Additionally, even if the Agreement were ambiguous as to this issue and the court needed to consider extrinsic evidence, the parol evidence to which the parties have stipulated also indicates that the parties did not intend for "reasonable and necessary costs" to include depreciation. For example, during the parties' negotiations, the defendants initially requested that they be allowed to deduct amounts spent on "reasonable management fees not to exceed six percent of the gross rental proceeds," "capital improvements," and "any other reasonable and necessary costs of operating and managing the Properties." Defs.' Resp. to Pl.'s SoF ¶ 11. The Pension Fund rejected the latter two items outright and ultimately allowed a substantially smaller deduction for management fees (the lesser of $32,500 or 2% of total revenue). Thus, with respect to the last of those items, the Pension Fund rejected a catch-all provision which would have allowed for the deduction of "any other reasonable and necessary costs of operating and managing the Properties." Id. ¶ 11 (emphasis added). Even if such a catch-all provision had been included, moreover, it is far from clear that depreciation would have fallen within its scope.

The only extrinsic evidence that defendants have cited in support of their motion for summary judgment is the fact that their accountant relied on IRS guidelines and GAAP accounting principles in determining that depreciation should be deducted when calculating Net Proceeds. See Def.'s Mem. at 6--7. Defendants provide no basis, however, for their assertion that the parties contemplated, let alone intended for, the application of tax accounting principles and figures in calculating Net Proceeds.

II. Whether Robert Rogulic Is Liable for Attorney Fees and Costs

The Pension Fund argues that Rogulic is individually liable for attorney fees and costs under the Guaranty he executed. The Guaranty provides that if LTP fails to make any of the payments required under the Agreement, he must ensure that the Pension Fund receives such payment within 48 hours of the time he receives written notice of LTP's default. If the Pension Fund fails to receive such payment with 48 hours, "Rogulic shall be personally liable under this Guaranty for those amounts, together with all reasonable expenses (including court costs and attorney fees) paid or incurred by the Pension Fund in endeavoring to collect such indebtedness and liabilities, or any part thereof, and the Pension Fund may immediately file suit to recover those amounts." Defs.' Resp. to Pl.'s SoF ¶ 28 (emphasis added).

In response, defendants cite Erlenbush v. Largent, 819 N.E.2d 1186, 353 Ill. App. 3d 949, 289 Ill. Dec. 386 (Ill. App. Ct. 4th Dist. 2004), for the proposition that Illinois courts strictly construe attorney fees provisions. The provision that defendants argue should be strictly construed, however, is not the attorney fees provision in the Guaranty but paragraph 4(c) of the Agreement, which provides that "the K&R Controlled Group[*fn5 ] and Rogulic shall provide the Pension Fund with a combined accounting of the rent receipts and expenses and shall pay any Net Proceeds due the Pension Fund within seven days after this combined accounting is approved by the parties." Pl.'s SoF, Ex. 4 ( pt. 1 of 4), Ex. A, at 8 (emphasis added). Relying on this language, defendants argue that because the combined accounting has never been approved by the parties-and, in fact, has been disapproved by the Pension Fund-LTP is not in default under the Agreement and the requirements imposed by Rogulic under the Guaranty have therefore not yet come into play.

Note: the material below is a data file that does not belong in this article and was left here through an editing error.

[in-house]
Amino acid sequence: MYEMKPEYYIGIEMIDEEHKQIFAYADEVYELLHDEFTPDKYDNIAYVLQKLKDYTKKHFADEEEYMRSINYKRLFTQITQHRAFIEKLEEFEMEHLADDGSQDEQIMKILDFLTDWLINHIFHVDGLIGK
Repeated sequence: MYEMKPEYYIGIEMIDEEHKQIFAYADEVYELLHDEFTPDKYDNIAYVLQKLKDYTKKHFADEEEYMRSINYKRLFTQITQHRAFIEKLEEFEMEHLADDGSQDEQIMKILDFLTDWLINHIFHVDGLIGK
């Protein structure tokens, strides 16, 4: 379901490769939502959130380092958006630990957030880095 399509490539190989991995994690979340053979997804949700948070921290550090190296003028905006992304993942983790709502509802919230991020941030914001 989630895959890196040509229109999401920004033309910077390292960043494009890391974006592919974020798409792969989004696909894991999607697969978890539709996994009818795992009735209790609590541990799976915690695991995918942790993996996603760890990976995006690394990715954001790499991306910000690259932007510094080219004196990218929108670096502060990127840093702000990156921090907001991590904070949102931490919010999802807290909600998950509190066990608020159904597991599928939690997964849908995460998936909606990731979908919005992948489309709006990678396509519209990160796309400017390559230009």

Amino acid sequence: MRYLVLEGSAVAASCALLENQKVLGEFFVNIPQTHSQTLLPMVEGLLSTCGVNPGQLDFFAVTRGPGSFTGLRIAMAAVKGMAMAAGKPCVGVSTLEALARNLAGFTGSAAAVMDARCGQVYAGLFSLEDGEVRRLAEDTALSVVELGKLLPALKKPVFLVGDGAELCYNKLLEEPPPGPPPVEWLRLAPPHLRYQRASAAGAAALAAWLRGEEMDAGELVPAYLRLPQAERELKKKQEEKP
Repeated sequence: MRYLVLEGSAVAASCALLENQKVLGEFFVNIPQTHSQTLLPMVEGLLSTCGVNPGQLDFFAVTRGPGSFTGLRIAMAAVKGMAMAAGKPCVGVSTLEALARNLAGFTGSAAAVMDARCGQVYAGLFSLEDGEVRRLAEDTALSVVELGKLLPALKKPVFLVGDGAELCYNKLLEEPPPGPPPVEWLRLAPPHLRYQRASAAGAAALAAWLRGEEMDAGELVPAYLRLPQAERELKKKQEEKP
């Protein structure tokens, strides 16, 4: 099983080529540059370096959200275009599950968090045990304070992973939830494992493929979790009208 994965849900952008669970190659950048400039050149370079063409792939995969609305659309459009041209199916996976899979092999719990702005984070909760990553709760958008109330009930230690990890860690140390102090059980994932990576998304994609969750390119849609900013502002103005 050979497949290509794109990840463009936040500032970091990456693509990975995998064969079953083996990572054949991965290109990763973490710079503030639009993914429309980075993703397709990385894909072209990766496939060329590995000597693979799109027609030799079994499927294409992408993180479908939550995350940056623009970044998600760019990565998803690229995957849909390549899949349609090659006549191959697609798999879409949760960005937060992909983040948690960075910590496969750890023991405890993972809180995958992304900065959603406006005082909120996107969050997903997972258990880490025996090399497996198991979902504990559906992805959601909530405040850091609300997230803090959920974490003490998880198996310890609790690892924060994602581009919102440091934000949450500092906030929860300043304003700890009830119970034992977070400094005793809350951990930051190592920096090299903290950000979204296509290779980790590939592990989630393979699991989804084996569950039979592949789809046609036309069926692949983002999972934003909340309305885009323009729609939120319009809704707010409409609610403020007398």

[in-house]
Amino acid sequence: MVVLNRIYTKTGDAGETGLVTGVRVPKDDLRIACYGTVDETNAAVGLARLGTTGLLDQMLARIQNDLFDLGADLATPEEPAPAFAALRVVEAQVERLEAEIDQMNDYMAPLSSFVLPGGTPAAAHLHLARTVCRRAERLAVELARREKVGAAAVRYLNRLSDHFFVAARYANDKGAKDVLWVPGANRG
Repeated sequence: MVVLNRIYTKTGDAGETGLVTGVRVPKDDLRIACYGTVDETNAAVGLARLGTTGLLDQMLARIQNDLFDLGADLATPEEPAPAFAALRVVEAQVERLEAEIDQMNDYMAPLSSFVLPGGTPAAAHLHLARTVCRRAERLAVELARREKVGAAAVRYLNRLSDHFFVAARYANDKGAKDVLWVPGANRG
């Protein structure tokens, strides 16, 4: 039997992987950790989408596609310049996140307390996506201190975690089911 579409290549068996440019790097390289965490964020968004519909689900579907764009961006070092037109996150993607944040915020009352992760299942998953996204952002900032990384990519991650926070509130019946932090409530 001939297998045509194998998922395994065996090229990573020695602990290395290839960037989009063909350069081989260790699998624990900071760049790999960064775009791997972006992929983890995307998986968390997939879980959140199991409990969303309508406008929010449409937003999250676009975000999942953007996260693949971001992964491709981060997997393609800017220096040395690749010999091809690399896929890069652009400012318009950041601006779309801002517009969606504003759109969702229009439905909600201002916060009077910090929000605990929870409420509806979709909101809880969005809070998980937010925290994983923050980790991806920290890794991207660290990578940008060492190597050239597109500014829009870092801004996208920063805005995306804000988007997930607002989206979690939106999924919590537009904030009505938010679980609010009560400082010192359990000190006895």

Even if the attorney fees provision of the Guaranty is strictly construed, however, the court is not persuaded by defendants' contention that they are not yet in default. Indeed, defendants' argument suggests that they cannot be in default under the Agreement until after a court determines that they are in default and enters judgment in favor the Pension Fund. Besides relying on circular logic, this argument would lead to an absurd result: holding that defendants' financial obligations under the Agreement come into being only after those financial obligations have been fully litigated. See Rubin v. Laser, 703 N.E.2d 453, 459, 301 Ill. App. 3d 60, 234 Ill. Dec. 592 (Ill. App. Ct. 1st Dist. 1998) ("Courts construe contracts so as to avoid absurd results.").

Finally, defendants argue that even if the court determines that there has been a default, the Pension Fund is entitled to recover from Rogulic and LTP only the proportionate amount of fees incurred relating to LTP's default, not all of the attorney fees that the Pension Fund seeks. Defendants contend that because LTP is only one of sixteen defendants and own only one of the five properties at issue, LTP should only be responsible, at most, for one-fifth of the fees and costs incurred by the Pension Fund in this litigation. Defendants cite Anderson v. Flexel, Inc.,

47 F.3d 243, 251 (7th Cir. 1995), for the proposition that a court should apportion fees in cases involving multiple defendants. Anderson made clear, however, that fees should be apportioned among multiple defendants not as a general rule but "in certain circumstances." Id. Indeed, the Seventh Circuit found that apportionment might*fn6 be appropriate in that case because the plaintiff had "brought separate claims against each of the defendants." Id. Here, on the other hand, the Pension Fund has brought a single claim against all of the defendants, and there is no suggestion that substantially less fees would have been incurred had the Pension Fund named only LTP as a defendant.

The court thus holds that Rogulic is liable under the Guaranty for attorney fees and costs of collection with respect to this litigation.

CONCLUSION

For the foregoing reasons, plaintiff's motion for summary judgment [#51] is granted and defendants' motion for summary judgment [#54] is denied. Judgment is entered in favor of the plaintiff in the amount of $127,309.29. The plaintiff may petition for fees pursuant to Local Rule 54.3.

JOAN HUMPHREY LEFKOW United States District Judge